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Changes in gut function during hibernation: implications for bowel transplantation and surgery
  1. H V CAREY
  1. Department of Comparative Biosciences
  2. School of Veterinary Medicine, University of Wisconsin
  3. Madison, WI 53706, USA
  4. Division of Transplantation Surgery
  5. Medical School, University of Wisconsin
  6. Madison, WI 53706, USA
  1. Dr H V Carey. careyh{at}

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Organ transplantation has become routine in many centres throughout the world. Although success rates for intestinal transplantation are generally lower than for other organs, it is still high enough to warrant this form of therapy for patients with short bowel syndrome or other untreatable bowel diseases. Much of the success in transplantation is due to the impact of immunosuppressive drugs as well as the development of new surgical techniques and new methods of organ preservation. The intestine has been preserved successfully for about 24 hours, as judged by in vitro viability assessment1 and by survival after transplantation.2 However, problems associated with extended cold storage, ischaemia/reperfusion injury, and immunological rejection of grafts still limit the optimal use of intestinal transplantation. The benefit of hypothermic organ preservation is generally attributed to the reduction in oxygen and nutrient demands and in the rates of potentially damaging enzyme catalysed reactions. However, lack of oxygen in cold stored organs gradually leads to a time dependent loss of ATP, with rates of degradative reactions exceeding biosynthesis. In addition, prolonged hypothermia alters cell structure (for example, cytoskeletal proteins), reduces ion pump activity, and slows ATP synthesis. These changes, coupled with oxidative stress secondary to ischaemia-reperfusion injury and immunological factors, eventually lead to loss of metabolic control and critical membrane functions that compromise organ survival on reperfusion. The result for the cold stored transplanted bowel is too often mucosal destruction, loss of absorptive and barrier function, and eventual graft rejection.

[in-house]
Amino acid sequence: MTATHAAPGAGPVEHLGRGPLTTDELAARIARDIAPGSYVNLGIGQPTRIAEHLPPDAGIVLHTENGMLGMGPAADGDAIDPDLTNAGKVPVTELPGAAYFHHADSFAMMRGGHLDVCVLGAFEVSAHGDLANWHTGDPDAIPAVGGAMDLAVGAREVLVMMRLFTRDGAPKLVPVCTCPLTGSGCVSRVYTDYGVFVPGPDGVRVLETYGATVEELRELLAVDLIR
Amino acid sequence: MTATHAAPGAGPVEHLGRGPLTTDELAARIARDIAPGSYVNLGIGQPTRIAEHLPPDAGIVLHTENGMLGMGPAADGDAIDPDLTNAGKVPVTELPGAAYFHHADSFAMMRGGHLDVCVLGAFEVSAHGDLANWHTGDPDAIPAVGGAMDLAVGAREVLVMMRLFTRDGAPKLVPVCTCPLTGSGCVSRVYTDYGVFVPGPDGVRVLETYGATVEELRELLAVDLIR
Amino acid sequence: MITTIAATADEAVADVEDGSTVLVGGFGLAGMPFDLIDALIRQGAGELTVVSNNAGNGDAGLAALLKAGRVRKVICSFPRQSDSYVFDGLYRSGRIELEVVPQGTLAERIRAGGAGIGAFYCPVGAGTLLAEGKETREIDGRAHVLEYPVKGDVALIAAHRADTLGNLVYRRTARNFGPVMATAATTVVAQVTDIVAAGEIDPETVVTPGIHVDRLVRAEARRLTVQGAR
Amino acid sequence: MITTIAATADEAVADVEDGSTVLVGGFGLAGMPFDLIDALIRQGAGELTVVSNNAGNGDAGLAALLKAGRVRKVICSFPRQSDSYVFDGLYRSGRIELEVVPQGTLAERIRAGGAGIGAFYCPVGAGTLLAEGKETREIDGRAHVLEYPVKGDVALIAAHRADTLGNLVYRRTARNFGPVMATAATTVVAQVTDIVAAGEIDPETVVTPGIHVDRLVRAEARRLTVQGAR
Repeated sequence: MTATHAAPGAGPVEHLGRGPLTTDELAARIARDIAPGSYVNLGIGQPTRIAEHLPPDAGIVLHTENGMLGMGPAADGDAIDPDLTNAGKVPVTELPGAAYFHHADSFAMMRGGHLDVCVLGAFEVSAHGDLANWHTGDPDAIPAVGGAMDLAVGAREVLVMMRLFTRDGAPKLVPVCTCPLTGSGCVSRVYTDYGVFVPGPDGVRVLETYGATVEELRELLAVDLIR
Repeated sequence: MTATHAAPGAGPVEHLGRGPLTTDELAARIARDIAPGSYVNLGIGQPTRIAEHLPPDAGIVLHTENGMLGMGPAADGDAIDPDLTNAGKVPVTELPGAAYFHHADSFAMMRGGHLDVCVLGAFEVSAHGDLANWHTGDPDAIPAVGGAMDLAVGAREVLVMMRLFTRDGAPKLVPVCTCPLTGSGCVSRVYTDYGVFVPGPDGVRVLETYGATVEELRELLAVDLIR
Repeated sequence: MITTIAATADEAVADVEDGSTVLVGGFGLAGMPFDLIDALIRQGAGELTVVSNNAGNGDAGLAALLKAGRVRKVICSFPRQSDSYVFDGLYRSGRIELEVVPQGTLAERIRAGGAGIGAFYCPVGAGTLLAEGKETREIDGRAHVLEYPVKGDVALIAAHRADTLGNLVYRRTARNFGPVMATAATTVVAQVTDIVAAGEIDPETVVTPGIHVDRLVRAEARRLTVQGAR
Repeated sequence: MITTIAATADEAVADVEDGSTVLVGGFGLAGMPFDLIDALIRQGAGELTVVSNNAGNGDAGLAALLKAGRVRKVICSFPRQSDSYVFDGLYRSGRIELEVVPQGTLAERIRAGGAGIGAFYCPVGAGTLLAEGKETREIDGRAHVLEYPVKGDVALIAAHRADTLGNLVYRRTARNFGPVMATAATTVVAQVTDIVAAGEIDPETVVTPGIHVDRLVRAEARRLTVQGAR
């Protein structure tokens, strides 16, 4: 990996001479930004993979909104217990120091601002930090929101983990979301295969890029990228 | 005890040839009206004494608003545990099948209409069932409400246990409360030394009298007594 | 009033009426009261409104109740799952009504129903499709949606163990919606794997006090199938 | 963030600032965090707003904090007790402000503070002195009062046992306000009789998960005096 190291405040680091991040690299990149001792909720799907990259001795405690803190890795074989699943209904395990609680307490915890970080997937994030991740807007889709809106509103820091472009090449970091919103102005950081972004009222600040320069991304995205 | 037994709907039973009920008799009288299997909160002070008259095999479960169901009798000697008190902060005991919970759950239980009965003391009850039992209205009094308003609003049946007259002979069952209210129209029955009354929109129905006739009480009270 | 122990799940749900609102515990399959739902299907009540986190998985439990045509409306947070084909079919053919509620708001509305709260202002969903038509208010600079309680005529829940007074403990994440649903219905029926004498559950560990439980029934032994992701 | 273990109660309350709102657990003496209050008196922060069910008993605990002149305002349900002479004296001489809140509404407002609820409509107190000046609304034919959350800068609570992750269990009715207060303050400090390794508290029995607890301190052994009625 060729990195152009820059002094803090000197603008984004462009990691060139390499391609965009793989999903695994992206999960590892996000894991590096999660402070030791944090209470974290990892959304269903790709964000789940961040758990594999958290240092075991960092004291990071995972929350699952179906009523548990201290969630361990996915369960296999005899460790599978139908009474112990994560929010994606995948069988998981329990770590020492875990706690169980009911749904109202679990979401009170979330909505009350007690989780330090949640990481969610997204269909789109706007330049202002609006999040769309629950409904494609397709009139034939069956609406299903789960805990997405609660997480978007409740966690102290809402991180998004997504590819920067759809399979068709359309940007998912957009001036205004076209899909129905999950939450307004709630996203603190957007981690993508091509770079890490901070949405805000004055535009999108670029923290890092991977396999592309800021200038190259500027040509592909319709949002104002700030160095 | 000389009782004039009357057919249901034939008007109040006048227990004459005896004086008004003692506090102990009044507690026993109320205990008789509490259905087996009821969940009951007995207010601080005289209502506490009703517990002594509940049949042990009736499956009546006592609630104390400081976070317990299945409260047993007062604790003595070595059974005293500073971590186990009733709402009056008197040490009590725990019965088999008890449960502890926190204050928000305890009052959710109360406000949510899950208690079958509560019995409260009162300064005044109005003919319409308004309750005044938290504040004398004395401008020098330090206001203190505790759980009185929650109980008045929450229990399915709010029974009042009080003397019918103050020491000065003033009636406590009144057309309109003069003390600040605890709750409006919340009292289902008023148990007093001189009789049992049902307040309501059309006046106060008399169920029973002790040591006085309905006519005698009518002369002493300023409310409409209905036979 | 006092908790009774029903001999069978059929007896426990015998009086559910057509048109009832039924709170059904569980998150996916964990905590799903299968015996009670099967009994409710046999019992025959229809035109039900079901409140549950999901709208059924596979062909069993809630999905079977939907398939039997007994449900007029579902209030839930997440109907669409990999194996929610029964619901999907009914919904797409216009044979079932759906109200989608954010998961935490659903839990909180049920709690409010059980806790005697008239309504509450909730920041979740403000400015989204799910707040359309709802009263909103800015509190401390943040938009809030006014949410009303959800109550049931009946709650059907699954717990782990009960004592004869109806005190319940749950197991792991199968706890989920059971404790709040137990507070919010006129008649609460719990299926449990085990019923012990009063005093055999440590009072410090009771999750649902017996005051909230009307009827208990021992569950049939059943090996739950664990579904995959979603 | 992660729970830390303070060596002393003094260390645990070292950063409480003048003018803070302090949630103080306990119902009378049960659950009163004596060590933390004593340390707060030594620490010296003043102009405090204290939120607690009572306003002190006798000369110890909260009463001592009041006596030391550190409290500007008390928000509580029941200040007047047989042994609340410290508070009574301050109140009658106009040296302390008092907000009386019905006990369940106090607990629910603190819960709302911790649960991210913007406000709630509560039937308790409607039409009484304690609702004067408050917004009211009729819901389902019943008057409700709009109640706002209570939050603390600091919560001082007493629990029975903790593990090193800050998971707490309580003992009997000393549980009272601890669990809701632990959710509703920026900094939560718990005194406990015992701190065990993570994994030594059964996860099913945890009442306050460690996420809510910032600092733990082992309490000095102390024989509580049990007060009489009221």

Improvements in intestinal preservation could increase organ availability and perhaps more importantly the likelihood that a transplant is successful. To this end, novel insights may be found in animals that naturally experience extreme changes in physiology, particularly hypoxia and hypothermia. Mammalian hibernators offer the unique opportunity to examine what is essentially Nature's version of organ preservation. …

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